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Self Employed

So you’re thinking of starting a business? You’ve come to the right place.



For most, the beginning of their start-up journey is working out if being their own boss is really what they want.


If you decide to take the start-up plunge then you will need an accountant to represent you in front of the revenue and to help learn about the initial stages of self-employment from developing your business idea to creating a business plan, working out start-up costs, managing cashflow and promoting your business. Find out if you’ve got what it takes to be an entrepreneur or freelancer

The first thing to recognise when starting your own business is that qualifications may be essential for some self-employed professionals, such as dentists and barristers, it is personal drive, attitude and confidence that generally define key entrepreneurs, and self-employed individuals with qualifications need these attributes, too.

Essential qualities include:

  • total commitment to hard work;
  • acceptance of uncertainty;
  • self-discipline;
  • originator/investor characteristics;
  • planner/organiser characteristics.

Sir Richard Branson and Sir Alan Sugar are all examples of successful business people who possess these traits.

How do you want to establish a business?

Businesses can take a variety of forms, ranging from sole traders to public companies trading their shares on the stock market, or from a group of friends operating as a partnership to a formally established cooperative with rules and guidelines.

When choosing the format of your business you may wish to consider:

  • the types of customers you want;
  • whether you want people to invest in the business;
  • the risks involved in providing your products or services;
  • how many people are involved in the business.

Sole traders

Most people who start in business do so as sole traders, working on their own, often from home. They alone receive the income and they alone are therefore liable for any losses or debts. Having no colleagues can be liberating, but may equally be isolating with no one to provide motivation or inspiration.


You could set up in business with one or more colleague(s), relative(s), or friend(s). This form of business relationship is usually known as a partnership. All may be equal partner(s) or some may have a larger share of the business than others. Your income and liability are proportionate to your share in the business.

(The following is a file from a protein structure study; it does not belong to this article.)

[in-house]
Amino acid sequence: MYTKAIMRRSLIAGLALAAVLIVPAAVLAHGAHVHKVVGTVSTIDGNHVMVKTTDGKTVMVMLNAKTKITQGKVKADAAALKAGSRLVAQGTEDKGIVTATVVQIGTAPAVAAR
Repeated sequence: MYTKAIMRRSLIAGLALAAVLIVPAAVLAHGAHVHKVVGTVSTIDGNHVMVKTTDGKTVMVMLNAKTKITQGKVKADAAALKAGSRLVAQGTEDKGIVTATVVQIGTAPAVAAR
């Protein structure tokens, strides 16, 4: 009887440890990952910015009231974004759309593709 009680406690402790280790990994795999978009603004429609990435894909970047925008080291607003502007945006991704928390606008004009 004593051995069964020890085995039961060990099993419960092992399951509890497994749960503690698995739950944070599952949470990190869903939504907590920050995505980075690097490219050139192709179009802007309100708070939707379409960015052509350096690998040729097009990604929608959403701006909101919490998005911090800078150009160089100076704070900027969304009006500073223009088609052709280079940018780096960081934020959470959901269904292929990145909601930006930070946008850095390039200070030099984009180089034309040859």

Limited companies

As a limited company, the business is registered with Companies House. There are more regulations associated with running a business this way, but these are generally offset by tax advantages. Those directing the company have shares proportional to their involvement.


Franchises provide a way for individuals to start their own businesses with the backing of an established brand and business process. Well-known examples include Body Shop, Clarks Shoes, McDonalds restaurants and Prontaprint.

These companies expand by getting other people to buy into their business, making an initial payment which secures equipment, raw materials, training and a well-known commercial name, and then running a branch of the business to make an individual profit. The British Franchise Association (BFA) provides information and advice on buying a franchise.

Buying a business

Taking on an existing business may cut out some of the legwork involved in starting up on your own. But try to find an established firm with a solid customer base and a motivated workforce, rather than one with liabilities or a poor reputation. You can find a business to buy through the local press, estate agents, trade associations and websites dedicated to this sort of provision. 


Freelancers offer a skill or service to other businesses which employ them as needed for particular projects or for set lengths of time. They may be given office space or work from home, delivering work to (often tight) deadlines.

Some freelancers actively market themselves. Others obtain work through agencies or by a direct approach from employers.

Social enterprises and charities

This is an expanding area and has evolved from a desire to help the disadvantaged, providing much needed resources or services and sometimes offering employment to those who would otherwise be unwaged. A well-known example is The Big Issue newspaper.

The The Charity Commission for England and Wales can provide advice and you will have to register with it to qualify for certain tax advantages. Certain trading activities are barred to organisations with charitable status.

The UK Government has recently introduced a number of policies to support the growth of charities and social enterprises. Visit the Office of the Third Sector to find out more.

Our free guide to contracting outlines the choices you have as a freelance contractor and shows you the benefits and the pitfalls of each choice so you can make an informed decision on what is best for you, your circumstances and your lifestyle.